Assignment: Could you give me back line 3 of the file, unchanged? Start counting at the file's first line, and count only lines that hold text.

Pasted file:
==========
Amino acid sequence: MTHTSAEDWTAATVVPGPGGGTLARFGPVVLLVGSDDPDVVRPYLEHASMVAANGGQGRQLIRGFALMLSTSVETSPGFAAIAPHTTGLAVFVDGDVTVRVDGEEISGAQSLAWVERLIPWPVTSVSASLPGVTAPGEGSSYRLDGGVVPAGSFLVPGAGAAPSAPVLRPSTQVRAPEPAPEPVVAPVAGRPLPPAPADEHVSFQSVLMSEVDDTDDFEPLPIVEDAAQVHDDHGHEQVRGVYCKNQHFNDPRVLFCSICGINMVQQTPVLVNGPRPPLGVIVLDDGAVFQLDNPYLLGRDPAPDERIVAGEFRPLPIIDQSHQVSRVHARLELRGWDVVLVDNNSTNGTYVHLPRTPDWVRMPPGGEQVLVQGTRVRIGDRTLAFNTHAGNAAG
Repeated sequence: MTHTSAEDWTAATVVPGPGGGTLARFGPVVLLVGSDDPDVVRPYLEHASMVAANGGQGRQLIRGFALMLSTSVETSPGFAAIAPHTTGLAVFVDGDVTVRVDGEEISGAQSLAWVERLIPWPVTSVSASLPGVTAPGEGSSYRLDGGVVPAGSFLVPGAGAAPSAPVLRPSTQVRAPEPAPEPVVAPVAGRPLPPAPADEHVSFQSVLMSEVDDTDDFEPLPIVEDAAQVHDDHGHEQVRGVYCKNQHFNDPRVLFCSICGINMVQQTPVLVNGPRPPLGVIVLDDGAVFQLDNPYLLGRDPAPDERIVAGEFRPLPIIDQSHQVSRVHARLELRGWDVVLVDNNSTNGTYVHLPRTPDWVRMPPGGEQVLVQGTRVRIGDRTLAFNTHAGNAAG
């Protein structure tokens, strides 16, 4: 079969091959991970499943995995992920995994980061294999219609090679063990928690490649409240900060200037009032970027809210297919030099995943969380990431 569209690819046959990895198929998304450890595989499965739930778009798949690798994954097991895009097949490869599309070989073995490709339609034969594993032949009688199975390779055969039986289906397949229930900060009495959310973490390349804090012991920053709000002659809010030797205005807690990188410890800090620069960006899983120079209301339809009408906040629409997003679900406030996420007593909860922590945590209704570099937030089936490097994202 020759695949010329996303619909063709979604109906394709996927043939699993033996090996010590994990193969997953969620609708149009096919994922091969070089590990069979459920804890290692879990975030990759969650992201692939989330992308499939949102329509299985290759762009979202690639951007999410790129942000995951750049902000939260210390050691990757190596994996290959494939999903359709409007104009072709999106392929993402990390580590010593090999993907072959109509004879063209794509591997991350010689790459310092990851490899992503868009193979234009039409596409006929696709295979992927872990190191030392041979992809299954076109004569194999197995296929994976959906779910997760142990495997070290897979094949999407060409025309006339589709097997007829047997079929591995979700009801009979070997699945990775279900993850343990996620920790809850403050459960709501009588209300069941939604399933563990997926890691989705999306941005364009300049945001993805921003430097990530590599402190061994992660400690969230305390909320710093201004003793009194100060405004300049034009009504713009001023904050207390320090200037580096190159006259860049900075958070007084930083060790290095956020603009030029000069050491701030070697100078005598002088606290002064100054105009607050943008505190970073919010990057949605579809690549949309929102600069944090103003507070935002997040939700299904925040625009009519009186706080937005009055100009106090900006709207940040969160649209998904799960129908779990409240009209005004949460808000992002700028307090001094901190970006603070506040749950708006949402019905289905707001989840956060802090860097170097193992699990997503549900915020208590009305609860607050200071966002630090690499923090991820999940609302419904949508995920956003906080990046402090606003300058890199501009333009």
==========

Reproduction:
């Protein structure tokens, strides 16, 4: 079969091959991970499943995995992920995994980061294999219609090679063990928690490649409240900060200037009032970027809210297919030099995943969380990431 569209690819046959990895198929998304450890595989499965739930778009798949690798994954097991895009097949490869599309070989073995490709339609034969594993032949009688199975390779055969039986289906397949229930900060009495959310973490390349804090012991920053709000002659809010030797205005807690990188410890800090620069960006899983120079209301339809009408906040629409997003679900406030996420007593909860922590945590209704570099937030089936490097994202 020759695949010329996303619909063709979604109906394709996927043939699993033996090996010590994990193969997953969620609708149009096919994922091969070089590990069979459920804890290692879990975030990759969650992201692939989330992308499939949102329509299985290759762009979202690639951007999410790129942000995951750049902000939260210390050691990757190596994996290959494939999903359709409007104009072709999106392929993402990390580590010593090999993907072959109509004879063209794509591997991350010689790459310092990851490899992503868009193979234009039409596409006929696709295979992927872990190191030392041979992809299954076109004569194999197995296929994976959906779910997760142990495997070290897979094949999407060409025309006339589709097997007829047997079929591995979700009801009979070997699945990775279900993850343990996620920790809850403050459960709501009588209300069941939604399933563990997926890691989705999306941005364009300049945001993805921003430097990530590599402190061994992660400690969230305390909320710093201004003793009194100060405004300049034009009504713009001023904050207390320090200037580096190159006259860049900075958070007084930083060790290095956020603009030029000069050491701030070697100078005598002088606290002064100054105009607050943008505190970073919010990057949605579809690549949309929102600069944090103003507070935002997040939700299904925040625009009519009186706080937005009055100009106090900006709207940040969160649209998904799960129908779990409240009209005004949460808000992002700028307090001094901190970006603070506040749950708006949402019905289905707001989840956060802090860097170097193992699990997503549900915020208590009305609860607050200071966002630090690499923090991820999940609302419904949508995920956003906080990046402090606003300058890199501009333009």